Thursday, August 10, 2017

The Macro View – Health, Financial And Political News Relevant To E-Health And The Health Sector In General.

August 10, 2017 Edition.
On the overseas front we now see President Trump going on leave for a couple of weeks and hopefully leaving Gen. Kelly in charge to sort it all out!
If he fails we are in deep do-do!

Thursday Update

Sadly Trump seems to want to poke the North Korean Regime with a large stick and the threat of Nuclear War. Sabre rattling +++ and the world's nerves are a bit on edge. NK missiles are apparently going to be launched at Guam in the next day or two. I hope they don't bit if they do all bets are off with that nutter in the White House!
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In Australia Labor continues to lead in the polls and letting same sex couples marry is causing havoc in the Coalition. Parliament comes back next week so it has been lively! Energy policy and the CBA scandal also gather air-time! Last, it seems we are now to have a postal vote with Tone opposing and Bill pro things. What a hopeless mess. We are almost as bad as The Donald!
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Here are a few other things I have noticed.
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National Budget Issues.

Shorten's bold trusts crackdown will help Labor win the battle over fairness

James Massola
Published: July 30 2017 - 12:00AM
Bill Shorten and Chris Bowen's $17 billion crackdown on tax avoidance through the use of discretionary trusts is a bold political move from a federal opposition on top of its political game.
For 16 consecutive Newspolls, Labor has led the federal Coalition government.
And while the carefully put together 2017 budget was a smart document that moved to close the gap between government and opposition on the "fairness" question – while initiating important reforms such as needs-based funding for schools – the best that can be said for it politically (so far) is that it arrested the government's poll slump and put in place the building blocks for a Coalition revival.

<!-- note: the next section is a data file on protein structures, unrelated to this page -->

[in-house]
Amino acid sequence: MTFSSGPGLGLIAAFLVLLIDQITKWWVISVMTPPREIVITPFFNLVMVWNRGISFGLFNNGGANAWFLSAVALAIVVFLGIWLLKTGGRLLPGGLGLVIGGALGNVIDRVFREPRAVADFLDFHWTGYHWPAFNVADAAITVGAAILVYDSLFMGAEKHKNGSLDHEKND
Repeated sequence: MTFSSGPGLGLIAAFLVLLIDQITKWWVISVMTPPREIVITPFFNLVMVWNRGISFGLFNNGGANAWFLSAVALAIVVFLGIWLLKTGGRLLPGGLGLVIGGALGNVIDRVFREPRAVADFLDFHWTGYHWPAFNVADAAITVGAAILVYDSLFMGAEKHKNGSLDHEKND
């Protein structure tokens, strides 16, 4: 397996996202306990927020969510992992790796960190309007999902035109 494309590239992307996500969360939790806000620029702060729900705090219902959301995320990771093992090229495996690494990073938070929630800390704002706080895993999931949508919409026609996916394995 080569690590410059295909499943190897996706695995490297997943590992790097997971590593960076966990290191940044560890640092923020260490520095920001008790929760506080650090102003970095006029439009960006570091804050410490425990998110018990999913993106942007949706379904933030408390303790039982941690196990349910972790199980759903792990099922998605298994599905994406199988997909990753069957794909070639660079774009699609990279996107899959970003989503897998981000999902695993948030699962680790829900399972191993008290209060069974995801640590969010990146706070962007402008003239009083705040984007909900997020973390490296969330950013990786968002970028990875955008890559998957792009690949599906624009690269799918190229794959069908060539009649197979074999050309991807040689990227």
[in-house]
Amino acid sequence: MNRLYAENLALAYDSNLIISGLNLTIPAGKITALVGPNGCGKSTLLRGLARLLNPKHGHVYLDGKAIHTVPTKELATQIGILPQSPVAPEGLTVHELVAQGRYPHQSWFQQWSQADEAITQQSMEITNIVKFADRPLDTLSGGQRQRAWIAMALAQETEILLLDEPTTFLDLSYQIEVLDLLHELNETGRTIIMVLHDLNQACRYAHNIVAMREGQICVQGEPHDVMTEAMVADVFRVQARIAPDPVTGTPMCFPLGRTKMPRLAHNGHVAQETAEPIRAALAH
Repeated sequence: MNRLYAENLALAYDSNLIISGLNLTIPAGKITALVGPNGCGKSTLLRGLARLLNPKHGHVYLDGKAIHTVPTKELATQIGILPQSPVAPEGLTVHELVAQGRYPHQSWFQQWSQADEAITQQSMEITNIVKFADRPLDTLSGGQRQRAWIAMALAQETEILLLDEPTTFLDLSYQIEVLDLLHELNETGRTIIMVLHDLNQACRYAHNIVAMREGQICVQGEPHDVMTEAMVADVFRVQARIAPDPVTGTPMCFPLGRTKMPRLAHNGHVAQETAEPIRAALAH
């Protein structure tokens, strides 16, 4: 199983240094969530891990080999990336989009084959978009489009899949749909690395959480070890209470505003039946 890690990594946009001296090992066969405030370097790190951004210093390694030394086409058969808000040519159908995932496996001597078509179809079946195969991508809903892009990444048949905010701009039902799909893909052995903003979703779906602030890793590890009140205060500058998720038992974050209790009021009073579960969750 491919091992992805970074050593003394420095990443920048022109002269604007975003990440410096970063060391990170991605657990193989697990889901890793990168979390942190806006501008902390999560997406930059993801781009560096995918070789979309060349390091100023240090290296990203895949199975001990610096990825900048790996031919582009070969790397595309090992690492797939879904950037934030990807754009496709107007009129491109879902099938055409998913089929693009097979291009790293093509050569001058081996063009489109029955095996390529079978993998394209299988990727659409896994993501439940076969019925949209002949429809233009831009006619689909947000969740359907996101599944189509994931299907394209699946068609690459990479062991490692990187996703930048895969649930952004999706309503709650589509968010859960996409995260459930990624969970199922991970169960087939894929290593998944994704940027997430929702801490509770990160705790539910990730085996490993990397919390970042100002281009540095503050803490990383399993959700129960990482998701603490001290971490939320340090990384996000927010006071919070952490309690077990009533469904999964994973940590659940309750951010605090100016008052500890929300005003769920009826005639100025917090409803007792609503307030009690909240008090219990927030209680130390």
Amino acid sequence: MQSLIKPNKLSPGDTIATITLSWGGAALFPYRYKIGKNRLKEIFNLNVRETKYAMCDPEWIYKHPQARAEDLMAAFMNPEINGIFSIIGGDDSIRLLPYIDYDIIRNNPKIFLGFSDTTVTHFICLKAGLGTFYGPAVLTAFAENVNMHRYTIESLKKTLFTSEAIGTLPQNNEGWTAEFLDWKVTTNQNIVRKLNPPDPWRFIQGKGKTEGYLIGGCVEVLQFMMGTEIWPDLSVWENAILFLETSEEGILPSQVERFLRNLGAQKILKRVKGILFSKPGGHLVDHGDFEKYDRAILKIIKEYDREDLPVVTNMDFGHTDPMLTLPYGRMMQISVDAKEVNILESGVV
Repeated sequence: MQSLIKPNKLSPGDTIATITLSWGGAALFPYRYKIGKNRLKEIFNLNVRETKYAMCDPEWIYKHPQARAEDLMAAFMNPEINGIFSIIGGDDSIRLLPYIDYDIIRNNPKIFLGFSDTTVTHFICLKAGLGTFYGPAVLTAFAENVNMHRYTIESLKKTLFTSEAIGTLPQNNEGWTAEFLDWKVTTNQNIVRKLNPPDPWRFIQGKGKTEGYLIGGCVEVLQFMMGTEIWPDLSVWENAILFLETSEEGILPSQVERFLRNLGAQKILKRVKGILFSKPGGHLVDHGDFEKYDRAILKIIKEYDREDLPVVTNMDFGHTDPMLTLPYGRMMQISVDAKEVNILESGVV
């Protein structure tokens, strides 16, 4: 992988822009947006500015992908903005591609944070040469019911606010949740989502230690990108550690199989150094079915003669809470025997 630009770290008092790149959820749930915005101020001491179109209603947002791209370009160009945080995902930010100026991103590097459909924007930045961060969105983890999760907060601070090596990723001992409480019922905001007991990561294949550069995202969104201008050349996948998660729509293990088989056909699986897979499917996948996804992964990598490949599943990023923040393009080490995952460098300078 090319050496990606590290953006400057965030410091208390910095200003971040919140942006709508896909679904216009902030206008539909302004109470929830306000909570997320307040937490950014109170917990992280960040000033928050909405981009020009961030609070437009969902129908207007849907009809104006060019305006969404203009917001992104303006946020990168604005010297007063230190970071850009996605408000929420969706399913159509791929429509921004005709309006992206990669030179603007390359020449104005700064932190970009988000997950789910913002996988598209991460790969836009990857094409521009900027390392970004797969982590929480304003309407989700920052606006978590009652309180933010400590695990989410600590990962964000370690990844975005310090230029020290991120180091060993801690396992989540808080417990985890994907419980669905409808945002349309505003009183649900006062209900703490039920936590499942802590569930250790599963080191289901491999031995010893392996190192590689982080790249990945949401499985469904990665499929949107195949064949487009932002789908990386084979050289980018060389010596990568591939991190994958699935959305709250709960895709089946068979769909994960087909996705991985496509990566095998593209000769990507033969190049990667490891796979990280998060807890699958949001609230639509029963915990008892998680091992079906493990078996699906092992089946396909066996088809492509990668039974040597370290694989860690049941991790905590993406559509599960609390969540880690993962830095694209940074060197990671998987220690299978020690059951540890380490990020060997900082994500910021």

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Government subsidises miracle cancer drug

Miracle drug Opdivo, which has an exorbitant price tag, will now be within the reach of all Australian renal and cancer patients when it is listed on the PBS.
Source: AAP
30 July, 2017
Thousands of Australians fighting late-stage renal and lung cancer will soon get easier access to a new miracle drug.
From Tuesday, the federal government will subsidise Opdivo so that patients will pay just $38.80 per treatment, or $6.30 for those with a concession card.
Up to now, patients have had to fork out about $5000 a course - adding up to more than $130,000 per year.
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  • Updated Jul 30 2017 at 11:30 PM

Labor plays down small business impact of $4.1bn trust tax

Labor's plan to impose a 30 per cent tax on distributions from family trusts will hit 198,000 supposed small businesses but many of these are self-classified by high-earning individuals and not actual active businesses, the opposition says.
The other 120,000 trusts to be hit are "pure income-splitters".
Labor released the breakdown of the 318,000 discretionary trusts to be affected to fend off what looms as a full-blown campaign by the federal government that the proposed tax is an attack on small business that will sap economic growth and job creation.
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Shorten's family trust tax plan a 'direct assault' on small business: Morrison

Adam Gartrell
Published: July 30 2017 - 5:30PM
Treasurer Scott Morrison has described Labor's $17 billion plan to close family trust tax loopholes as a "direct assault" on small business and has challenged Opposition Leader Bill Shorten to release the full details of his policy.